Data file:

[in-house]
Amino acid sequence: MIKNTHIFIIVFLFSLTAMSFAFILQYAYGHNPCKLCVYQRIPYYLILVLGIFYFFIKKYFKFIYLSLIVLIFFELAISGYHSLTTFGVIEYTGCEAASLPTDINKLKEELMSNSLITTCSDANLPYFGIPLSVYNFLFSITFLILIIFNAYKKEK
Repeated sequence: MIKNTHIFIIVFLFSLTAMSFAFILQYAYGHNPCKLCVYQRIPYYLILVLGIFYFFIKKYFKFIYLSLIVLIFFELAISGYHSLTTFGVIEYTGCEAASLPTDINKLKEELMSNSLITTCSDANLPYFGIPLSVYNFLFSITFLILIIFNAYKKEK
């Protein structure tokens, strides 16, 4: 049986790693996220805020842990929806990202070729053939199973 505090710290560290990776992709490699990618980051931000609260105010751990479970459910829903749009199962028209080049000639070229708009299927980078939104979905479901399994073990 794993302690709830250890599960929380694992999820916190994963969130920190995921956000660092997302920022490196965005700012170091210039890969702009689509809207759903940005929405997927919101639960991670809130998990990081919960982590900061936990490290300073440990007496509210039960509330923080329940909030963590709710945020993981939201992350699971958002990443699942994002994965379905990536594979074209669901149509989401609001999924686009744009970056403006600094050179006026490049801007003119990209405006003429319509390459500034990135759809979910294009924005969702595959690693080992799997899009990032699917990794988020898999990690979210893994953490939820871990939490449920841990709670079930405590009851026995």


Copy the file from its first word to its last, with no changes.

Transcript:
[in-house]
Amino acid sequence: MIKNTHIFIIVFLFSLTAMSFAFILQYAYGHNPCKLCVYQRIPYYLILVLGIFYFFIKKYFKFIYLSLIVLIFFELAISGYHSLTTFGVIEYTGCEAASLPTDINKLKEELMSNSLITTCSDANLPYFGIPLSVYNFLFSITFLILIIFNAYKKEK
Repeated sequence: MIKNTHIFIIVFLFSLTAMSFAFILQYAYGHNPCKLCVYQRIPYYLILVLGIFYFFIKKYFKFIYLSLIVLIFFELAISGYHSLTTFGVIEYTGCEAASLPTDINKLKEELMSNSLITTCSDANLPYFGIPLSVYNFLFSITFLILIIFNAYKKEK
């Protein structure tokens, strides 16, 4: 049986790693996220805020842990929806990202070729053939199973 505090710290560290990776992709490699990618980051931000609260105010751990479970459910829903749009199962028209080049000639070229708009299927980078939104979905479901399994073990 794993302690709830250890599960929380694992999820916190994963969130920190995921956000660092997302920022490196965005700012170091210039890969702009689509809207759903940005929405997927919101639960991670809130998990990081919960982590900061936990490290300073440990007496509210039960509330923080329940909030963590709710945020993981939201992350699971958002990443699942994002994965379905990536594979074209669901149509989401609001999924686009744009970056403006600094050179006026490049801007003119990209405006003429319509390459500034990135759809979910294009924005969702595959690693080992799997899009990032699917990794988020898999990690979210893994953490939820871990939490449920841990709670079930405590009851026995």